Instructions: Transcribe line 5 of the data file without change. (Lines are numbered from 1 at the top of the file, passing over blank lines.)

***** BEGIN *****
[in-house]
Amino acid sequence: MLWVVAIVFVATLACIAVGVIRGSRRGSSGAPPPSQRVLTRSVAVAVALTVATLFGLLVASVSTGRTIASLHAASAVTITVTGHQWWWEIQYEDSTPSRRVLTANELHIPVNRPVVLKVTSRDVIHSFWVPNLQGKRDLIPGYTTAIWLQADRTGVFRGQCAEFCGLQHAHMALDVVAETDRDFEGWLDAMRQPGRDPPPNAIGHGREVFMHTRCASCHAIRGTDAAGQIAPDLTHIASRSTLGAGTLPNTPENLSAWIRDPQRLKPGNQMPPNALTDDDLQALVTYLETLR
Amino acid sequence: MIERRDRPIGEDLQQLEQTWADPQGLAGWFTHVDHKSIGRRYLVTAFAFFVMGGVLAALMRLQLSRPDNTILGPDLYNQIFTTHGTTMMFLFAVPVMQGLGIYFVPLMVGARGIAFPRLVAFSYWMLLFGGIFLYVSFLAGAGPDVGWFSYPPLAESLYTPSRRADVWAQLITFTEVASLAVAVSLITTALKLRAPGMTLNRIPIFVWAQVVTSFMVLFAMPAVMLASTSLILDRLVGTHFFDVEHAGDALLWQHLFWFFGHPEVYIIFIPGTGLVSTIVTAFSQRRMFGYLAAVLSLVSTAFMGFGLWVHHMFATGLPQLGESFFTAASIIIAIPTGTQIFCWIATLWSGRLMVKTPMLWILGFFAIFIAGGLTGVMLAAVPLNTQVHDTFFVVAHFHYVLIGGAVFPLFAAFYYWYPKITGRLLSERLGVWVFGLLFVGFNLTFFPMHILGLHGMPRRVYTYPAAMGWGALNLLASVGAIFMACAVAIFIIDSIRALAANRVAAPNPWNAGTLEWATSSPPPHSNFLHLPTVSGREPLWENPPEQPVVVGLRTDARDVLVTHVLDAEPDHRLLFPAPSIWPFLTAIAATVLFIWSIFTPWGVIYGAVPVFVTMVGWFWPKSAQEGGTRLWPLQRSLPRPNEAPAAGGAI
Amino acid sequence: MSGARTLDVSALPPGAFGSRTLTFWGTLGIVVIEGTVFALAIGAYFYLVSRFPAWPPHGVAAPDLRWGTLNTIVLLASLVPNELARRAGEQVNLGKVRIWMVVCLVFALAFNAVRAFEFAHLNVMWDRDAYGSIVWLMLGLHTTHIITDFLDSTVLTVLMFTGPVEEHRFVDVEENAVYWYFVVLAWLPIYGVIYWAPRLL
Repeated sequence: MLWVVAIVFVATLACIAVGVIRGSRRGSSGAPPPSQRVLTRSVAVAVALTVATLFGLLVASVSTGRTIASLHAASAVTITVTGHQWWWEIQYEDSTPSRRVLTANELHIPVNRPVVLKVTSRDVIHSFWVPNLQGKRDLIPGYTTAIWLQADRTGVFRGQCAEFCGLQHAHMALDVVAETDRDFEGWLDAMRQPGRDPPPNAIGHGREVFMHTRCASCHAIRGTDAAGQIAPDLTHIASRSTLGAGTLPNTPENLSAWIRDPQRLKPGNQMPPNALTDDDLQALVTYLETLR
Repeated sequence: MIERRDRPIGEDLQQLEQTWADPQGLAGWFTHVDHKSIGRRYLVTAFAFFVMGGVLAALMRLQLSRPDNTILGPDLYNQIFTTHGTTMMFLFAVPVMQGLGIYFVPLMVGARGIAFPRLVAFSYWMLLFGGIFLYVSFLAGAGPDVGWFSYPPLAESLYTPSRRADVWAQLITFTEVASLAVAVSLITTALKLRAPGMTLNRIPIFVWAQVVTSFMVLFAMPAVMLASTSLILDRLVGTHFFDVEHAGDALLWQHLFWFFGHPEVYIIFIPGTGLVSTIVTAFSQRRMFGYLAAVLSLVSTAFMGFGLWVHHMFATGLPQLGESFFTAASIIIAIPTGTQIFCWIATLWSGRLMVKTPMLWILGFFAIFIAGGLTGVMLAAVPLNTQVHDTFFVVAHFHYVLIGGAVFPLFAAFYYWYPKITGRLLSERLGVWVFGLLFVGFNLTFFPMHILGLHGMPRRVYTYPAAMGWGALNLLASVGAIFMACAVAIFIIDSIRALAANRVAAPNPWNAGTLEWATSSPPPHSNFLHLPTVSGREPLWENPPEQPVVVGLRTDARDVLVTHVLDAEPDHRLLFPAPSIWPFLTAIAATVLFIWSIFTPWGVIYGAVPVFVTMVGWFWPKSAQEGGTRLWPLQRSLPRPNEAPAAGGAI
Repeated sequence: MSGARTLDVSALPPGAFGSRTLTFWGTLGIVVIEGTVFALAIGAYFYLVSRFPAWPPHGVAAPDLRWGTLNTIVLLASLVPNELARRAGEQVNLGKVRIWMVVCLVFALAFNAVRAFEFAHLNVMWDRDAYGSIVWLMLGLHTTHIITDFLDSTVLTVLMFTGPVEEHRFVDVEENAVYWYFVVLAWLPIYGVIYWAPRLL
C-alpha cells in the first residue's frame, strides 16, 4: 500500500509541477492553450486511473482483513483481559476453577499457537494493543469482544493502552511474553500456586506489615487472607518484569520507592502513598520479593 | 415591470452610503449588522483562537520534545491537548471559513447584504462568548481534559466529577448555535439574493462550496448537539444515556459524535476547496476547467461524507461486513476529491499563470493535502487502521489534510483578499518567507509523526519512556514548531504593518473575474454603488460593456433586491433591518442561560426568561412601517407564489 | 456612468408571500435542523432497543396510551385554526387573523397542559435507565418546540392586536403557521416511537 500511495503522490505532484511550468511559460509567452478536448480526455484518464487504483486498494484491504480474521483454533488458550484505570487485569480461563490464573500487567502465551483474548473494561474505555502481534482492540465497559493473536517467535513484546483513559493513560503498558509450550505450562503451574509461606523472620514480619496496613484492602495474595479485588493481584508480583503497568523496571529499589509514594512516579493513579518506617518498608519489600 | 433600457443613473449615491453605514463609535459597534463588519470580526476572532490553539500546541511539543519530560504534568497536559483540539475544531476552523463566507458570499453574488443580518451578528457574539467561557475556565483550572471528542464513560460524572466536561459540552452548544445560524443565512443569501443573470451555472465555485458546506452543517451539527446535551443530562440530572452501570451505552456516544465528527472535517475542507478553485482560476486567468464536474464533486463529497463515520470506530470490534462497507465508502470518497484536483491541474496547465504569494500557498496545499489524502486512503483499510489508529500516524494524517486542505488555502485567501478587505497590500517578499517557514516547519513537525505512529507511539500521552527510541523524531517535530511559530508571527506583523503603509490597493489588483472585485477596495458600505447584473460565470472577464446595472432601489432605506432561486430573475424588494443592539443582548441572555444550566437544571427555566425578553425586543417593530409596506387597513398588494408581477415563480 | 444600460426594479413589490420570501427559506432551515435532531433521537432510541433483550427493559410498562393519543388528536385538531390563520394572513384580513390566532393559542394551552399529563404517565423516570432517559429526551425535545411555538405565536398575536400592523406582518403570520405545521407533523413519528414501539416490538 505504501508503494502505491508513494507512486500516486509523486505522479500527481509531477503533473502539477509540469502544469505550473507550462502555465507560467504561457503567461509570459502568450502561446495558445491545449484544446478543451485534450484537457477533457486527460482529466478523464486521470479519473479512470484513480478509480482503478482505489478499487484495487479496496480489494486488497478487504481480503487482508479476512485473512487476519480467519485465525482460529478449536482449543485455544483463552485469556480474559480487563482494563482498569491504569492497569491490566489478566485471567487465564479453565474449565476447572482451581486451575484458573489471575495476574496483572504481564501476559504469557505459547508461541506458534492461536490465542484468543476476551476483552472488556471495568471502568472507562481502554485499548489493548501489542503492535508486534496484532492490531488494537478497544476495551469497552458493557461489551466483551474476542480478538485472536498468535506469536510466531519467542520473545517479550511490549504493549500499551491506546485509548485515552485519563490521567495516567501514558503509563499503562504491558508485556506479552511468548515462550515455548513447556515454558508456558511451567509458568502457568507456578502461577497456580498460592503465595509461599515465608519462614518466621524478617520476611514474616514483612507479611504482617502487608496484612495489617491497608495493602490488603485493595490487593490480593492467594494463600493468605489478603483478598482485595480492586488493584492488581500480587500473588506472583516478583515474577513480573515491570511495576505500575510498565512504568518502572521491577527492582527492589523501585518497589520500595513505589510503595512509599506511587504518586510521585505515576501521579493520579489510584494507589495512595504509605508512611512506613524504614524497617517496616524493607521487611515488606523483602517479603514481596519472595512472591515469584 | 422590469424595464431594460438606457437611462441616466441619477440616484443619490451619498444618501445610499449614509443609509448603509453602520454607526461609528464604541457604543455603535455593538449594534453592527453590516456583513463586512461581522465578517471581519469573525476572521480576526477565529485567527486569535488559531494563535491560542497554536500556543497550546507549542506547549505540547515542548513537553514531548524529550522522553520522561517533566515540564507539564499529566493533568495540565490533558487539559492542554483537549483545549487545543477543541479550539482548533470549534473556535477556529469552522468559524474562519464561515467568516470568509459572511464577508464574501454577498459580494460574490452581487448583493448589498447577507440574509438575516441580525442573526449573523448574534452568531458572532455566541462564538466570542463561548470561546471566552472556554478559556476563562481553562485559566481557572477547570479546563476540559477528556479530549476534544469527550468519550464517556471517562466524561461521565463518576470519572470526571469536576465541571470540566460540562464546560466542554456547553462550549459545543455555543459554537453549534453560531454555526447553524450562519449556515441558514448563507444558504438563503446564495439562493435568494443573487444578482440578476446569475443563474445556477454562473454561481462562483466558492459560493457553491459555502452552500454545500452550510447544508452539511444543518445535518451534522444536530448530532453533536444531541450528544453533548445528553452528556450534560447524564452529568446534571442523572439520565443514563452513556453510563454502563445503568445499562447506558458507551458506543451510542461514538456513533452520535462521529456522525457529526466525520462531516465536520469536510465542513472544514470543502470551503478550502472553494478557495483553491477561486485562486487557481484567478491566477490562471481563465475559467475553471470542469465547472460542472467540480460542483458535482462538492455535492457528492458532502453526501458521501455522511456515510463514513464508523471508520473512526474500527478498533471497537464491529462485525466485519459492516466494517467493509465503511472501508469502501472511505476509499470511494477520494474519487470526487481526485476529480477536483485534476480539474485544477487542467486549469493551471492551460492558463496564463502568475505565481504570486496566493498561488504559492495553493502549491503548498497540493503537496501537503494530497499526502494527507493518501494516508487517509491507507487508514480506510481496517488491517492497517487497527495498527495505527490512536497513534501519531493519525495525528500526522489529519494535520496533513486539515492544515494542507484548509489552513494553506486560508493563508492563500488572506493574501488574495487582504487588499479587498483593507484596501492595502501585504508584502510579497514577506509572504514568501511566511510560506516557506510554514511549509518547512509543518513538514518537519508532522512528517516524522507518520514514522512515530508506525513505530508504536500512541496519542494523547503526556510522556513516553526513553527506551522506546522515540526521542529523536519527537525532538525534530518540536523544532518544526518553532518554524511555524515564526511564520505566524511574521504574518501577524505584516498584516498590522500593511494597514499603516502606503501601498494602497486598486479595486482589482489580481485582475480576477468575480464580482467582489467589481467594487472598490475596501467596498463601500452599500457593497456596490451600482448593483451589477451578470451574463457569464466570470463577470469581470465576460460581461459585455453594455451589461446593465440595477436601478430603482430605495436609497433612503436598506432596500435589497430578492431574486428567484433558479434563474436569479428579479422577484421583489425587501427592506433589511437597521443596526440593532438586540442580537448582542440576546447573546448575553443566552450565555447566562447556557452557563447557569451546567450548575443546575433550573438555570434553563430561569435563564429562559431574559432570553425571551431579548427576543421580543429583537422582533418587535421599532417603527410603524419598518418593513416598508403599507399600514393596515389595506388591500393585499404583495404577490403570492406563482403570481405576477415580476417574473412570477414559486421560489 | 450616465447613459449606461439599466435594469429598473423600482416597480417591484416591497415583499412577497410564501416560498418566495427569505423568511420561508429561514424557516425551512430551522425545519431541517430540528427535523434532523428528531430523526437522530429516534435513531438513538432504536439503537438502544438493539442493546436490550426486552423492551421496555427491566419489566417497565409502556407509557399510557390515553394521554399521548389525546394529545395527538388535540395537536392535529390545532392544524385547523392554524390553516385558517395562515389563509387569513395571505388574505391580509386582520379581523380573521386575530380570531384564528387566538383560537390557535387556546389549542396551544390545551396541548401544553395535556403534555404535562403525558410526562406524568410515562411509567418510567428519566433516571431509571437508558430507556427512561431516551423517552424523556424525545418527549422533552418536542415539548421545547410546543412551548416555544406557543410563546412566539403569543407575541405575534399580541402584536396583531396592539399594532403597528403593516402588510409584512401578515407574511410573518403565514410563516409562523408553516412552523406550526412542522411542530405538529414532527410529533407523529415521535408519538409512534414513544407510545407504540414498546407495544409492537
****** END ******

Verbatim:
Repeated sequence: MLWVVAIVFVATLACIAVGVIRGSRRGSSGAPPPSQRVLTRSVAVAVALTVATLFGLLVASVSTGRTIASLHAASAVTITVTGHQWWWEIQYEDSTPSRRVLTANELHIPVNRPVVLKVTSRDVIHSFWVPNLQGKRDLIPGYTTAIWLQADRTGVFRGQCAEFCGLQHAHMALDVVAETDRDFEGWLDAMRQPGRDPPPNAIGHGREVFMHTRCASCHAIRGTDAAGQIAPDLTHIASRSTLGAGTLPNTPENLSAWIRDPQRLKPGNQMPPNALTDDDLQALVTYLETLR